Interview: Rarely Asked Questions – Suzi Ruffell

If Suzi Ruffell isn't the next big thing she flipping well ought to be. She has become one of the star attractions on the live circuit in recent years and has supported the likes of Josh Widdicombe, Romesh Ranganathan and Alan Carr (read below about how she got too merry with Alan Carr one night) on tour. Her latest show Keeping It Classy tells the story of how she moved from her working class family in Portsmouth to more middle class circles in London. It's a colourful, compelling tale told with verve and vigour. There is a hint of Lee Evans in her high energy performance but she doesn't sweat nearly as much, which should keep the laundry bills down. I should imagine she will be able to pay big laundry bills soon though. 

Suzi Ruffell's UK tour runs until Southend on May 26. Tickets and info here.

Read a review of the show here.

 

1. What is the last thing you do before you go onstage (apart from check your flies and/or check your knickers aren't sticking out of your skirt and check for spinach between your teeth)? 

Jump up and down on the spot like an idiot.

 

2. What irritates you?

People and things being unfair, inequality, people failing to appreciate how beautiful my cat is. Also my dad is munching crisps quite loudly as I type this, so that's certainly up there.

 

3. What is the most dangerous thing you have ever done?

Once my best friend and I were on the run from the cops, we were driving, we got to the edge of the Grand Canyon and rather than spend our lives in jail we decided to keep going and drove the car off a cliff.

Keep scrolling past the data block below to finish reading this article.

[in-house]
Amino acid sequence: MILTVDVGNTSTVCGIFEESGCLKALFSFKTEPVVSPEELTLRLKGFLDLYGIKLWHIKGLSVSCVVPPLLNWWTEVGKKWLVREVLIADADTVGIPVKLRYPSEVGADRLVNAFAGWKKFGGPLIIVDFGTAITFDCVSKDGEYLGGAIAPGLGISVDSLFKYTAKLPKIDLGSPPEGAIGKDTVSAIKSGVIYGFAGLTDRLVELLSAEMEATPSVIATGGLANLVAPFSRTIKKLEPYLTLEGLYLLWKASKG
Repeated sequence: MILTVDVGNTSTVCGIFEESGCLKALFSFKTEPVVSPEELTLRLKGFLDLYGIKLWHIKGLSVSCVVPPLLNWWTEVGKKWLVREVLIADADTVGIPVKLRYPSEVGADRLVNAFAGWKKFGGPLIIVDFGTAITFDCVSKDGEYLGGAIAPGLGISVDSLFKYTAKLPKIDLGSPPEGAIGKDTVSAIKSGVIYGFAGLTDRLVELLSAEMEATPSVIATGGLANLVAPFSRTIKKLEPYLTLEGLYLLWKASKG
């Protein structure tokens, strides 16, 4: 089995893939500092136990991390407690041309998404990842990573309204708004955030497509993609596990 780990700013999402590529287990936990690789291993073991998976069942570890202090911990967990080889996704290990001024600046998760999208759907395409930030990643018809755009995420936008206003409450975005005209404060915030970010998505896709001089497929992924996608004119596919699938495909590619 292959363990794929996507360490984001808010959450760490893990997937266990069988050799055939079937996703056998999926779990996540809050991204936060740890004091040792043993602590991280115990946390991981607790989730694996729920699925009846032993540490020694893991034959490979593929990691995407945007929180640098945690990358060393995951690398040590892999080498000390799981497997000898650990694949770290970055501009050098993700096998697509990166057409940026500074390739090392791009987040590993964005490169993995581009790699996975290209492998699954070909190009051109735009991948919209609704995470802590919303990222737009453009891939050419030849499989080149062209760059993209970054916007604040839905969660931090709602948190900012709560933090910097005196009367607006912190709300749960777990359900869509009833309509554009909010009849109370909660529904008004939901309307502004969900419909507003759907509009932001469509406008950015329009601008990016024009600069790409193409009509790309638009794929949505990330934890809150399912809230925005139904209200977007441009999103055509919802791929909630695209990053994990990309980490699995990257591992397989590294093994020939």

Oh wait, no, that wasn’t me, thats the end of Thelma and Louise.

I am scared of most things so I rarely do anything dangerous, embarking on a career with no security, no pension and have no back up plan, will probs be fine though, right?

 

4. What is the most stupid thing you have ever done?

Bruce, you were there! I forgot I had a gig, I went for dinner with Alan Carr (get out your Dyson, I seem to have dropped a name) had a lot to drink, well loads, then got a call about the gig, so turned up to the show completely hammered and made an utter fool of myself. I had anxiety dreams about it for about 2 years and it still gives me a shame shudder. On the upside I did manage to get a great routine out of it, every cloud and all that.

 

5. What has surprised you the most during your career in comedy?

How much fun it is. I still feel super lucky I make a living out of making people laugh.

Interview continues here.

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